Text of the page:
The academic discourse on the corporation has resonated widely in the political arena in recent times in practical proposals for legislative change. Just as the work of Berle and Means informed many of the reforms of Roosevelt’s New Deal in America in the 1930s and remained influential through to the Kennedy era of the early 1960s, so today the academic critique of the corporations has impacted on political deliberations. In the US Congress there has occurred a sequence of attempts to transform corporate legislation—including by Elizabeth Warren and John McCain in the Senate in 2017 to introduce a 21st Century Glass–Steagall Bill (US Senate 2017) intended to reintroduce the separation of retail and investment banking to reduce the possibility of further financial crises; and in 2018 the Reward Work Bill by Senator Tammy Baldwin to rein in the hundreds of billions of dollars of share buy-backs by corporations that benefit their executives, and to introduce the election of one third of company boards by their employees (US Senate 2018).
At the European Commission radical proposals to advance sustainable investment are aimed at ensuring disclosure of investors and asset managers in order to integrate environmental, social, and governance processes into their risk-management processes, including benchmarks for low-carbon and positive carbon impact (European Commission 2018). The French government has proposed a policy L’entreprise, objet d’intérêt collectif (République Français 2018) proposing the formulation of a raison d’être by French companies to manage the company in its own interests while considering its social mission and environmental obligations. Finally, in the UK a parliamentary inquiry into corporate governance failings highlighted problems with executive pay, directors’ duties, and the gender balance and worker representation on corporate boards (p. ix) (BEISC 2017). This prompted a radical report subtitled Democratising Corporations for their Long-Term Success (Sikka et al. 2018) commissioned by the UK Labour Party, which returned with conviction to the concept of worker directors after a hiatus of over forty years since the publication of the UK Bullock Report (Bullock 1977) that considered the prospects of industrial democracy.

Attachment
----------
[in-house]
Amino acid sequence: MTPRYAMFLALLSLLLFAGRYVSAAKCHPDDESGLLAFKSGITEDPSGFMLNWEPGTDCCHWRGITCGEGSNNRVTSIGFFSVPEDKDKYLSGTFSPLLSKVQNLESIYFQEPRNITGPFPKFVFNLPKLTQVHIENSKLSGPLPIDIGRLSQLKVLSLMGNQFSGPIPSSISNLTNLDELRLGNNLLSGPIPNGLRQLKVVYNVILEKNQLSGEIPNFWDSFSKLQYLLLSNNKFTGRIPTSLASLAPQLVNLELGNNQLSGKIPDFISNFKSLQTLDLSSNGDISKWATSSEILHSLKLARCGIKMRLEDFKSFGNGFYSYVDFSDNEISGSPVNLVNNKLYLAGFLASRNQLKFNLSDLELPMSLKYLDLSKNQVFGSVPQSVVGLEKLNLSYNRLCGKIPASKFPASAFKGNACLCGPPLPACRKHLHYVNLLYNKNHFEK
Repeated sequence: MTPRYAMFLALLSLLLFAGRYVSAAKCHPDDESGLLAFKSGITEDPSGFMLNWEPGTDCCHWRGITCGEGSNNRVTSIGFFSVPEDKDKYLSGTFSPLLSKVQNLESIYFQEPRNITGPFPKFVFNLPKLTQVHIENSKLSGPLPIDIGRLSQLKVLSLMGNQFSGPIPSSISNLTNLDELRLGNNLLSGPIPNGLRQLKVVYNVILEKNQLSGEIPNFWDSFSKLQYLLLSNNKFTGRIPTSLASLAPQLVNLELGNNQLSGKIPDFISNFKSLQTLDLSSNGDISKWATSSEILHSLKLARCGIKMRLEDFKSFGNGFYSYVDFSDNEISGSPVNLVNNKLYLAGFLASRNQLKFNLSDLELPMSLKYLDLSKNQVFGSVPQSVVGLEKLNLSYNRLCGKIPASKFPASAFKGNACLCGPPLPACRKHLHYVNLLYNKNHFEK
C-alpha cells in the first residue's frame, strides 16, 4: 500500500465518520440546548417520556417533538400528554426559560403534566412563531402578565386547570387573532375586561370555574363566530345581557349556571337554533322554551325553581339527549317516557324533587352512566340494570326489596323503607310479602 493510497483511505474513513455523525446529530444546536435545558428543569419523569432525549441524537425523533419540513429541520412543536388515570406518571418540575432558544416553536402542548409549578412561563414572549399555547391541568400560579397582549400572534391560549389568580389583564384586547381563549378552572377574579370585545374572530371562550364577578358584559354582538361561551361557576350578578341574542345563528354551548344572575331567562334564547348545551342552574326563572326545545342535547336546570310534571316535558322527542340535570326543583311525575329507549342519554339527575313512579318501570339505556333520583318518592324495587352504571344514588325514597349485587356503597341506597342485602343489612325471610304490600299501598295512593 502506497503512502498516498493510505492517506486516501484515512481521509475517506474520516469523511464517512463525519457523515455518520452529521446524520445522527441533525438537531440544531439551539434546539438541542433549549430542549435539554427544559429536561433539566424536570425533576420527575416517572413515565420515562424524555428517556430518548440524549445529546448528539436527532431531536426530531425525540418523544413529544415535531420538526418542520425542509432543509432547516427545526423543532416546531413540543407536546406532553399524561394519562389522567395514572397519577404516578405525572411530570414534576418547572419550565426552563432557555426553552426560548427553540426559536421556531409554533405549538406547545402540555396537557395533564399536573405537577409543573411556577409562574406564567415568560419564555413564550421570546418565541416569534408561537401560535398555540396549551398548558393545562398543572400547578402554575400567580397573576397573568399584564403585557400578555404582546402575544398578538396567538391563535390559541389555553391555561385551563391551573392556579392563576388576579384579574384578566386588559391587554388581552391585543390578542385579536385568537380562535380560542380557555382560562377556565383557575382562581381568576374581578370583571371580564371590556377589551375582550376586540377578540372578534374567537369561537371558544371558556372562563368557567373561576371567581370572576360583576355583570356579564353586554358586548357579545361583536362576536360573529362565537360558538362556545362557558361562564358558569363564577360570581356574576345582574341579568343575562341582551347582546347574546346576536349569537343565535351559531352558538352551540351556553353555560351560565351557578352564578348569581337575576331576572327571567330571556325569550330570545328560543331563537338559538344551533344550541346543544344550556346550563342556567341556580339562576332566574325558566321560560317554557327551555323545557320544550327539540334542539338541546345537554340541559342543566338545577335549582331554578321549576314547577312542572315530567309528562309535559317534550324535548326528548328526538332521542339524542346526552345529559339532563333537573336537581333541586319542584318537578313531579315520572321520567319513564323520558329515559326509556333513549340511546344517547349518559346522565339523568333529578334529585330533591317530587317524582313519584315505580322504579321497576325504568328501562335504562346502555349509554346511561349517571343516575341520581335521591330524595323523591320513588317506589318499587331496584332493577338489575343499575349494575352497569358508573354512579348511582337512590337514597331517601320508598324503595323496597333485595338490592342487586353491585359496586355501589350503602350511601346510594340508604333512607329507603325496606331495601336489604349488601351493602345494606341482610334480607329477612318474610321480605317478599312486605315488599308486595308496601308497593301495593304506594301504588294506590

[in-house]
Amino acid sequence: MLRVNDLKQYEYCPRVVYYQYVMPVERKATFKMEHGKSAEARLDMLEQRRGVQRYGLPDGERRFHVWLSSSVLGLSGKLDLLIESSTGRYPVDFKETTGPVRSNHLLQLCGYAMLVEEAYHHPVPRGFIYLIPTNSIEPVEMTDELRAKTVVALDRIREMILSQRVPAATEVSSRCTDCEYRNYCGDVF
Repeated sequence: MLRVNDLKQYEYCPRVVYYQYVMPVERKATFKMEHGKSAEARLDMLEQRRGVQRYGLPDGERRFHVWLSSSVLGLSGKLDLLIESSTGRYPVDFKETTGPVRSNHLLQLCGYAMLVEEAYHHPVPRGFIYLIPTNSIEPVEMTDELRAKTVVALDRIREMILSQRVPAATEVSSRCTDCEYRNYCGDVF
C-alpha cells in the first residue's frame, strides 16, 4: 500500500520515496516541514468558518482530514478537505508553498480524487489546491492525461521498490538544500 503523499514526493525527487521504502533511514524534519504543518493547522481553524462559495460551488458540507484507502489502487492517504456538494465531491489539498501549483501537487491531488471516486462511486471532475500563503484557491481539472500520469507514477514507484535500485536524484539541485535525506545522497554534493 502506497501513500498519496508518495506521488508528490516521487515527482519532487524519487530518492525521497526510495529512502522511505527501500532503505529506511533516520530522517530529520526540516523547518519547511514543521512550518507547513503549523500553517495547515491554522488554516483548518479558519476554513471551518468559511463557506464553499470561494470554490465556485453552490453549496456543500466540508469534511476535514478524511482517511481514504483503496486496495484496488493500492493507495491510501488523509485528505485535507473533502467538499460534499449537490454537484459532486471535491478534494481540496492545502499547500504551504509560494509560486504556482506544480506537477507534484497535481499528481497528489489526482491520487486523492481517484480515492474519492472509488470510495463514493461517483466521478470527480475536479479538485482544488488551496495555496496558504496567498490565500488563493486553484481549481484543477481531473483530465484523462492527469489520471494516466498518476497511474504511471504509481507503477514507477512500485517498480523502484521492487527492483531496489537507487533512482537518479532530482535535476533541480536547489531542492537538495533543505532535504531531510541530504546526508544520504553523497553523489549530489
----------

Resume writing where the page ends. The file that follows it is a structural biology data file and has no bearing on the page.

Of all the many friends and companions that have accompanied us in this search for more accountable and responsible business corporations, none has proved more resolute than Professor Lynn Stout of Cornell University Law School. Lynn’s work on team production theory with Margaret Blair of Vanderbilt University (Blair and Stout 1999) has inspired a generation of colleagues. Lynn was brilliant, fearless, and intellectually formidable. She contributed a chapter to this Oxford Handbook of the Corporation, but did not live to see it published, and we respectfully dedicate this work to her memory.
Charles R. T. O’Kelley
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US Senate (2018) Reward Work Bill. Washington, DC: US Congress. Available at: https://www.baldwin.senate.gov/imo/media/doc/Reward%20Work%20Act%203.21.18.pdf [accessed October 12, 2018].Find this resource: